fideot of j,wo thjtSgi; first,
r thaV Che
route; exnq7? ;thaf r A test "would
build iU, -t;
, rfi-.t-i- i. t4
cessors "-complete bis ttoo con tracts ?
jyho isgreeo Enough to Relieve Jt?
w xuer i- , sapoeaaea t toiiow in
r? . . ,
,jivHu-viwiiu wuu ueiievea soy Bucn
IhJpg. x We would be delighted to
see the Ducktown road built." We
would be glad .know that theele?
onant was na of r or ertr.
1.. . v-.
As jto the, Jaint: RoQk roadlhe
Stab said repeatedly .fifteen , months
ago-, that dj- private individual in
e. State. wijBapital
undertake . the - completion . of the
Paint Rook road nnder, the Be9t-cpDr
traoWt?ir4.matter were deemed
important enough by ns we would go
into the subject thoroughly and from
ihe, begmniirg,; Dj.woiti4 -'8001)111
it is not Ibe Stab that is inconsistent,
and ridiculous and unfair,. but those
.who sold out to Best uqder the. plea
that he would really build the DyoK
town road. We neither believe that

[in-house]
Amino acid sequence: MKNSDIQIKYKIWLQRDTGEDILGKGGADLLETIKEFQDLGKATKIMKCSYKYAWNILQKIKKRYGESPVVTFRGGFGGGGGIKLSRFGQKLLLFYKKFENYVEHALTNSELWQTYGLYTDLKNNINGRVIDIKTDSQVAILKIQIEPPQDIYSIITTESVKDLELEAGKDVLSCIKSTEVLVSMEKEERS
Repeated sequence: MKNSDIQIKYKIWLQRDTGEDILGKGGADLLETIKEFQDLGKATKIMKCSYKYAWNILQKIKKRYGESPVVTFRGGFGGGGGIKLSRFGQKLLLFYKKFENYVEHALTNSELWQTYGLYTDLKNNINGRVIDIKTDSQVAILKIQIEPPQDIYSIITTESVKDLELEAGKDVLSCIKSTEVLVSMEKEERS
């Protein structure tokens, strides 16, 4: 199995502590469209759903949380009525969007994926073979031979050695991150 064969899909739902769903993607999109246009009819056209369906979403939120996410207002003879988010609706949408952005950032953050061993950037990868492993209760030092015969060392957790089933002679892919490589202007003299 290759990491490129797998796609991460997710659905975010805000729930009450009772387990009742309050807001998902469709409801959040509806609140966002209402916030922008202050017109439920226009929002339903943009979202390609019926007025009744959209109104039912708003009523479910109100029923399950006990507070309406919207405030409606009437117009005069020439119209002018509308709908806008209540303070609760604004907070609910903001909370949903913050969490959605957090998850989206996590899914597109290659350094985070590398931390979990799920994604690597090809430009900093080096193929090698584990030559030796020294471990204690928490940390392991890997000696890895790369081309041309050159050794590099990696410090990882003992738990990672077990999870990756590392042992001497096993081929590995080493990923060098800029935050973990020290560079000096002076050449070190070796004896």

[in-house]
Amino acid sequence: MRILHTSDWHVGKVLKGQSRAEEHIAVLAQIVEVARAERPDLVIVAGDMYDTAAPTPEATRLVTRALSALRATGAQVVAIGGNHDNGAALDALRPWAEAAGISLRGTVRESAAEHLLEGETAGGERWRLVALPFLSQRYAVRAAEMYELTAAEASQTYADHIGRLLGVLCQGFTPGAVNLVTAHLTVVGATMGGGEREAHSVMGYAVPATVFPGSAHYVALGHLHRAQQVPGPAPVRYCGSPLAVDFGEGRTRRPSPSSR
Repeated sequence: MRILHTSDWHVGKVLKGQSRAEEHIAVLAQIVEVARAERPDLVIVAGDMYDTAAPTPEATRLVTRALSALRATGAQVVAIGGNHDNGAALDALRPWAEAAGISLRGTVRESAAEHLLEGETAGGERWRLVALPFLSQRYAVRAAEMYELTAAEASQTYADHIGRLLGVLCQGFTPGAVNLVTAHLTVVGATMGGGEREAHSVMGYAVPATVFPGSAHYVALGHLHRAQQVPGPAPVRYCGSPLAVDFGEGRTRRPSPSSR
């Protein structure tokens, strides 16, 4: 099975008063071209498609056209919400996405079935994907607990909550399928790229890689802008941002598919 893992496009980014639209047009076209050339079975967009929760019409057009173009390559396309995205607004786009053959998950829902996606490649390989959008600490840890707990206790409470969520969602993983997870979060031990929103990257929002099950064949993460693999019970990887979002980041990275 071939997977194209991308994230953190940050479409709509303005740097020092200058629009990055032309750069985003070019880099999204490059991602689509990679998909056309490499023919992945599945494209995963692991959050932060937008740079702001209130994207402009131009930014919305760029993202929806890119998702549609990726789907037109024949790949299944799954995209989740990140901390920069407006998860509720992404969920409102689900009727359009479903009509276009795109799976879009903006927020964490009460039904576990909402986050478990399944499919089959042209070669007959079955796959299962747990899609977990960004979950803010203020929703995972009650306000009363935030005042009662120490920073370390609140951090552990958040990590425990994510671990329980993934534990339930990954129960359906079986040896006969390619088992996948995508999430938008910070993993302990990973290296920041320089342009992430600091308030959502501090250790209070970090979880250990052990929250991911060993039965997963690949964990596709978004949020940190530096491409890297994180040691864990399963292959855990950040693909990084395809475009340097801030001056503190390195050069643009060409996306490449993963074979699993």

the Ducktown road will be . built jby
the successors of Best, nor do we ber
lieve that . tE successors .themselves
nor their friends and fuglemen jibe
lieve it.'--'i. 'mgi! 'si?ll jftMZ
The advocates r of . the sale,,repre-r
sented the Western North Carolina
Railroad as a tremendqtta burden up
on the tax-payers of the State That;
ras the'keynote of, .their whole ar
gument j for , the , sale.? j ,The people
would,, not stand it any. longer, earn
they, and rather , than keep the ele-,
phant, they would give it way.
il The Stab, from their standing-
point, would prefer that the , burden,
being removed, being lifted, as they
say. it has been, shall not be replaced
upon the shoulders of the tax-payers
again. Supposing it to have been a
tremendous, unbearable., curse . upon
the taxpayers, why . should the. Stab
or any one desire it to be returned to
the St ate' to be a curse and a burden.
again? .. The Stab merely acoepts the
argument of . the friends of the road.
One word more. The Star is not an
enemy to the completion of the two
roads under the present ownership, or